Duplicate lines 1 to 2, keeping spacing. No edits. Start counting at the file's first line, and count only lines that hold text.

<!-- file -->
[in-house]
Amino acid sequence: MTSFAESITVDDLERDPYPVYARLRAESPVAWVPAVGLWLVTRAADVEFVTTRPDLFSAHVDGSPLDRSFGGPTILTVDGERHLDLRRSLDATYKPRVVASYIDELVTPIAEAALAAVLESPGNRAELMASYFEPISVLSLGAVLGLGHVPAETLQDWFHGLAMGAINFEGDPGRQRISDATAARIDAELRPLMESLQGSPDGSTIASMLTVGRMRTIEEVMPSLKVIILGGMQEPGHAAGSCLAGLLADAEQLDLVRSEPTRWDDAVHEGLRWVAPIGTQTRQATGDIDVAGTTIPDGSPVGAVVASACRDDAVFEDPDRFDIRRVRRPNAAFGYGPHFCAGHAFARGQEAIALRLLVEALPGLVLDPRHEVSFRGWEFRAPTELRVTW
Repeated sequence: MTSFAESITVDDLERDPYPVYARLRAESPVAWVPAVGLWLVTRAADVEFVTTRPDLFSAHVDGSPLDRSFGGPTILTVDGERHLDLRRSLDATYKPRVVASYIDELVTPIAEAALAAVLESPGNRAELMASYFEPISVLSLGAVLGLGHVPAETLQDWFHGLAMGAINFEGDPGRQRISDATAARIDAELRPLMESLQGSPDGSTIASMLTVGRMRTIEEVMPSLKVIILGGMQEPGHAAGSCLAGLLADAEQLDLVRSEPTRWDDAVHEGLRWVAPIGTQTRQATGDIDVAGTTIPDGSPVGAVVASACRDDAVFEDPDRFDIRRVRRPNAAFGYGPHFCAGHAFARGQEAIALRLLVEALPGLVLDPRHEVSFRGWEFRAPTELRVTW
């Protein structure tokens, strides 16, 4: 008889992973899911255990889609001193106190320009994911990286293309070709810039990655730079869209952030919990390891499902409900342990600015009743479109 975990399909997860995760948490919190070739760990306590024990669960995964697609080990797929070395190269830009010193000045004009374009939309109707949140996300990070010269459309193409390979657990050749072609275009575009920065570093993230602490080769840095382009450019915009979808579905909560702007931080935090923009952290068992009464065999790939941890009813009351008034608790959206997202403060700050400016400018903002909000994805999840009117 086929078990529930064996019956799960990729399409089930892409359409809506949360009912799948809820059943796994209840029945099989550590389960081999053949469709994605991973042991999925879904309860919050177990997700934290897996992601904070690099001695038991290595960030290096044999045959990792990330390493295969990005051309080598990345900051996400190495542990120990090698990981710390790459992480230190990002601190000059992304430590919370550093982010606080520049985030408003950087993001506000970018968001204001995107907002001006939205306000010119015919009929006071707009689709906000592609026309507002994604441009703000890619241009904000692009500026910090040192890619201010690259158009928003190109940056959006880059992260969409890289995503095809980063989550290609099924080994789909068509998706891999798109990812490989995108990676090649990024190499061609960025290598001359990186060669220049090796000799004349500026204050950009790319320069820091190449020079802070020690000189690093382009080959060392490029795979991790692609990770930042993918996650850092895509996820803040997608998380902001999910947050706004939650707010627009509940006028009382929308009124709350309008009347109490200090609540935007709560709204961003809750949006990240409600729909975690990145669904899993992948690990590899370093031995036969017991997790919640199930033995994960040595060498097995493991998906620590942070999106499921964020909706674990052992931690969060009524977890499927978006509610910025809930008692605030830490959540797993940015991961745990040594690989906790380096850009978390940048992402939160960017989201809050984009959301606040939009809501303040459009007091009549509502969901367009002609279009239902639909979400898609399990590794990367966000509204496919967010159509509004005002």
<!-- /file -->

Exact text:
[in-house]
Amino acid sequence: MTSFAESITVDDLERDPYPVYARLRAESPVAWVPAVGLWLVTRAADVEFVTTRPDLFSAHVDGSPLDRSFGGPTILTVDGERHLDLRRSLDATYKPRVVASYIDELVTPIAEAALAAVLESPGNRAELMASYFEPISVLSLGAVLGLGHVPAETLQDWFHGLAMGAINFEGDPGRQRISDATAARIDAELRPLMESLQGSPDGSTIASMLTVGRMRTIEEVMPSLKVIILGGMQEPGHAAGSCLAGLLADAEQLDLVRSEPTRWDDAVHEGLRWVAPIGTQTRQATGDIDVAGTTIPDGSPVGAVVASACRDDAVFEDPDRFDIRRVRRPNAAFGYGPHFCAGHAFARGQEAIALRLLVEALPGLVLDPRHEVSFRGWEFRAPTELRVTW